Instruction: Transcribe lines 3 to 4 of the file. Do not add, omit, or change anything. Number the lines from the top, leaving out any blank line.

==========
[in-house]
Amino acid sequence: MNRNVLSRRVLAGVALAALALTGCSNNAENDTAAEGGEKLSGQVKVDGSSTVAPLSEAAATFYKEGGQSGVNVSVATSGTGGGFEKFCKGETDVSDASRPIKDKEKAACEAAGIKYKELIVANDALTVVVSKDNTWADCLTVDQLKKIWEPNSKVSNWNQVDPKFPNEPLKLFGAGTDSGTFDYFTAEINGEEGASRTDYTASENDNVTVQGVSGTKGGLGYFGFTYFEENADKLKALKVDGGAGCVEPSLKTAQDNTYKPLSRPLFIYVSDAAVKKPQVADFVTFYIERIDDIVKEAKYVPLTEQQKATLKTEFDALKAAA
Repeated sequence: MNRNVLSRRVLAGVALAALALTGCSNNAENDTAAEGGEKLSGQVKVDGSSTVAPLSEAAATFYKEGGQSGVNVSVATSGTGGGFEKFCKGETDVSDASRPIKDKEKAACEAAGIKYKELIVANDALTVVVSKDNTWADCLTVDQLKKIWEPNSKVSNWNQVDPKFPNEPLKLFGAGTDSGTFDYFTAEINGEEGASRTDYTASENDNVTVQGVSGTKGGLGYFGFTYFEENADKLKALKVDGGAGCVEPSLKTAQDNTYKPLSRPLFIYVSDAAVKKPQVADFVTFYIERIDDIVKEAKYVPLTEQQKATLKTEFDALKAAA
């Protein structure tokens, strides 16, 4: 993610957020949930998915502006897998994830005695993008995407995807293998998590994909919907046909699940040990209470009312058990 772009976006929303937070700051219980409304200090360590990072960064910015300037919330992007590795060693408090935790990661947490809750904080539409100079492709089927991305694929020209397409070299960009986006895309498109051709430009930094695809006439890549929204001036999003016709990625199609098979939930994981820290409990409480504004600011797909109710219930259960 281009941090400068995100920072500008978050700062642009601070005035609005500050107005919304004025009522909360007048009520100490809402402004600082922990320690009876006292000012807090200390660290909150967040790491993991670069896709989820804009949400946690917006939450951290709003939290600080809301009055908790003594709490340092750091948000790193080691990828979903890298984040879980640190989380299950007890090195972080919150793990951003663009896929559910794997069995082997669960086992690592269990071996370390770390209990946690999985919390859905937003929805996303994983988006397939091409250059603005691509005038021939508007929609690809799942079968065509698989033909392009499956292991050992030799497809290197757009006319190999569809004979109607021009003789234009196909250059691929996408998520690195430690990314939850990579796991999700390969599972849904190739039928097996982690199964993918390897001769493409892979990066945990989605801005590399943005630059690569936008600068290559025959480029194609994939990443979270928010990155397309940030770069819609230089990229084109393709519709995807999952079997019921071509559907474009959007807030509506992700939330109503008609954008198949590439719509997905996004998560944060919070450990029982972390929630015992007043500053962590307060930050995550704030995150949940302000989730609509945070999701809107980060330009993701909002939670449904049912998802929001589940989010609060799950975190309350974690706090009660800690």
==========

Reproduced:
Repeated sequence: MNRNVLSRRVLAGVALAALALTGCSNNAENDTAAEGGEKLSGQVKVDGSSTVAPLSEAAATFYKEGGQSGVNVSVATSGTGGGFEKFCKGETDVSDASRPIKDKEKAACEAAGIKYKELIVANDALTVVVSKDNTWADCLTVDQLKKIWEPNSKVSNWNQVDPKFPNEPLKLFGAGTDSGTFDYFTAEINGEEGASRTDYTASENDNVTVQGVSGTKGGLGYFGFTYFEENADKLKALKVDGGAGCVEPSLKTAQDNTYKPLSRPLFIYVSDAAVKKPQVADFVTFYIERIDDIVKEAKYVPLTEQQKATLKTEFDALKAAA
């Protein structure tokens, strides 16, 4: 993610957020949930998915502006897998994830005695993008995407995807293998998590994909919907046909699940040990209470009312058990 772009976006929303937070700051219980409304200090360590990072960064910015300037919330992007590795060693408090935790990661947490809750904080539409100079492709089927991305694929020209397409070299960009986006895309498109051709430009930094695809006439890549929204001036999003016709990625199609098979939930994981820290409990409480504004600011797909109710219930259960 281009941090400068995100920072500008978050700062642009601070005035609005500050107005919304004025009522909360007048009520100490809402402004600082922990320690009876006292000012807090200390660290909150967040790491993991670069896709989820804009949400946690917006939450951290709003939290600080809301009055908790003594709490340092750091948000790193080691990828979903890298984040879980640190989380299950007890090195972080919150793990951003663009896929559910794997069995082997669960086992690592269990071996370390770390209990946690999985919390859905937003929805996303994983988006397939091409250059603005691509005038021939508007929609690809799942079968065509698989033909392009499956292991050992030799497809290197757009006319190999569809004979109607021009003789234009196909250059691929996408998520690195430690990314939850990579796991999700390969599972849904190739039928097996982690199964993918390897001769493409892979990066945990989605801005590399943005630059690569936008600068290559025959480029194609994939990443979270928010990155397309940030770069819609230089990229084109393709519709995807999952079997019921071509559907474009959007807030509506992700939330109503008609954008198949590439719509997905996004998560944060919070450990029982972390929630015992007043500053962590307060930050995550704030995150949940302000989730609509945070999701809107980060330009993701909002939670449904049912998802929001589940989010609060799950975190309350974690706090009660800690």